Saul Robbins is a photographer whose “Initial Intake” project examines the empty chairs of Manhattan-based psychotherapy professionals from their clients’ perspective. He’s now photographed more than 50 therapy rooms. Some of these photographs were used by environmental design experts Jack Nasar and Ann Sloan Devlin in a piece of research--participants were asked for their perceptions of each therapist, based solely on the image of the empty room.
The study identified three main themes of importance for a good therapy room: “For counseling settings, research suggests that softness, personalization, and order might affect the experience and the perceived expertness, trustworthiness, and social attractiveness of the therapist.” So, we want a comfortable, welcoming place to sit. We want to see some personalization, some art, plants, mementos (but please, not too much—we don’t need to be exposed to your laundry, leftovers, or dog chews). And we want orderliness—a clean, tidy, uncluttered room. Follow-up studies confirm these broad preferences. In my experience, two out of three isn’t bad.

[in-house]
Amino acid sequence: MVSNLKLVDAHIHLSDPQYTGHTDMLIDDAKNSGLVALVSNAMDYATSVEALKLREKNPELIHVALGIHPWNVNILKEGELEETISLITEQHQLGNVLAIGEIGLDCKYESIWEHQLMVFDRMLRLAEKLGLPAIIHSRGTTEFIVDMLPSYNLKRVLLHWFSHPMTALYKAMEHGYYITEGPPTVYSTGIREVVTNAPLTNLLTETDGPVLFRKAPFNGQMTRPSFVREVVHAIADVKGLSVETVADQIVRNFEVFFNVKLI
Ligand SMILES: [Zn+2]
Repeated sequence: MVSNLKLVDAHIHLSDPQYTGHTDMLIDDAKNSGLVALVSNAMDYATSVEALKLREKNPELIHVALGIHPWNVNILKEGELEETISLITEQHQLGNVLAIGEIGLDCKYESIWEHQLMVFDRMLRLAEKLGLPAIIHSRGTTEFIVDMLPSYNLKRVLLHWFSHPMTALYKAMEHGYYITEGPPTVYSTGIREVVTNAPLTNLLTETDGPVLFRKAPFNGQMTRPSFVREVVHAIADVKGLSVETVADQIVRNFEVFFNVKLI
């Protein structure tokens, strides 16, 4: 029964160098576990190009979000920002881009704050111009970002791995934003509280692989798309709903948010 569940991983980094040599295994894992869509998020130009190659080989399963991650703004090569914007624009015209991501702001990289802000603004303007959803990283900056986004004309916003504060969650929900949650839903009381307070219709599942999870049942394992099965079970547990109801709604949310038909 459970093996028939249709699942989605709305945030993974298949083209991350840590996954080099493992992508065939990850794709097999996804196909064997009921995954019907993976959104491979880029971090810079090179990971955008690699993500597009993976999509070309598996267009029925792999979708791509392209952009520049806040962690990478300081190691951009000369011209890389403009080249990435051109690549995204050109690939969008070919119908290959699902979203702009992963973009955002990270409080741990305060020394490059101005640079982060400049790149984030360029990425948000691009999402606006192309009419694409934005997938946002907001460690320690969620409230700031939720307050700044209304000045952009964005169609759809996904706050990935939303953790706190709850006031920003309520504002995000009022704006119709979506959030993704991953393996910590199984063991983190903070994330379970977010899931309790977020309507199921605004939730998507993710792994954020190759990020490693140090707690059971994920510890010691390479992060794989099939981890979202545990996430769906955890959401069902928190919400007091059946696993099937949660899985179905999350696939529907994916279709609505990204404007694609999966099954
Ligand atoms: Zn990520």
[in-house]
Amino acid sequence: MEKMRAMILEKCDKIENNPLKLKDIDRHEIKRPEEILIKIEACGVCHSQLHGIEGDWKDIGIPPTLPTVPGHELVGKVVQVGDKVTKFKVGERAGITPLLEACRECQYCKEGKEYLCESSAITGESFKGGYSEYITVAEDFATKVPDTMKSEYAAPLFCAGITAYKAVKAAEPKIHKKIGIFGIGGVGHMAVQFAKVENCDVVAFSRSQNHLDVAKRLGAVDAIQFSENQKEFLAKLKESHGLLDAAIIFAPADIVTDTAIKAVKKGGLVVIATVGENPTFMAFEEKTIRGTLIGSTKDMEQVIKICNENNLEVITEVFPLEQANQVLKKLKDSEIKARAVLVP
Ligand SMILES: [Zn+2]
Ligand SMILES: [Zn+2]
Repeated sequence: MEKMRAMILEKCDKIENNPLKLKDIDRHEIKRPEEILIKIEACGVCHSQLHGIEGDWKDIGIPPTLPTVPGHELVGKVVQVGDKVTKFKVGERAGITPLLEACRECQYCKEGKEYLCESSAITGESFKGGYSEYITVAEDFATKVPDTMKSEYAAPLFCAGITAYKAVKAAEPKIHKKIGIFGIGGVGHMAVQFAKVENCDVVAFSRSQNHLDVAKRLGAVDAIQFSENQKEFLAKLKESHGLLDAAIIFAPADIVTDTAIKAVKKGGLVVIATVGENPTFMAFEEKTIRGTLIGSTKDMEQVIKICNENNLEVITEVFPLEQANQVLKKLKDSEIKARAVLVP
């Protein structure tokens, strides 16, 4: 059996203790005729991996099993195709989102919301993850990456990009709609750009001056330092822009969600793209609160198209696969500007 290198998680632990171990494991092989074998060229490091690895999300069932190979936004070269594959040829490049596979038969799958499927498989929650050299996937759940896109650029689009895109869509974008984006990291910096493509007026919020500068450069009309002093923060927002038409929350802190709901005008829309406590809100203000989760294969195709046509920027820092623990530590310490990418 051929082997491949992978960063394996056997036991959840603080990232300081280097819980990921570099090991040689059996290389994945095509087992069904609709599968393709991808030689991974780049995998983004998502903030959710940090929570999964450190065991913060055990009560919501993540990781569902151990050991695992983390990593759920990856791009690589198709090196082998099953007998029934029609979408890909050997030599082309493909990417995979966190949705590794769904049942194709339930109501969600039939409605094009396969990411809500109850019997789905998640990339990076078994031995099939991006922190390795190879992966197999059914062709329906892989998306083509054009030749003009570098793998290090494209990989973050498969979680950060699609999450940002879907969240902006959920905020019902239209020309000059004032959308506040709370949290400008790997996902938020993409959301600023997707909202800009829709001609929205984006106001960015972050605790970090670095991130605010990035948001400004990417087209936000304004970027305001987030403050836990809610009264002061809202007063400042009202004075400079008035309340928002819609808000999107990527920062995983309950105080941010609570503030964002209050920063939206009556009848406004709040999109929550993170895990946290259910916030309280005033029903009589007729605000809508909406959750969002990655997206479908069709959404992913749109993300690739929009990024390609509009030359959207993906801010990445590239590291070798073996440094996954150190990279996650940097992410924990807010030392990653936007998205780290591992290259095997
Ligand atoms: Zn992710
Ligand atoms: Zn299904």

You can look at Robbins’ therapy room photos here. There’s also an American photographer and a psychoanalyst called Mark Gerald whose project “In the Shadow of Freud’s Couch,” started in 2003, offers a look inside the offices of analysts all over the world. His photos are here.
This is important stuff. Some clients might be completely oblivious to the environment around them, but a lot are highly-sensitive people who aren’t going to make best use of the session if there’s harsh lighting, drilling noises outside, detergent smells or other sensory intrusions.
Whether or not you go for therapy, take a look around your environment, your spaces, your rooms. Make them, too, soft and welcoming, personal, and uncluttered. Turn your home into a healing space.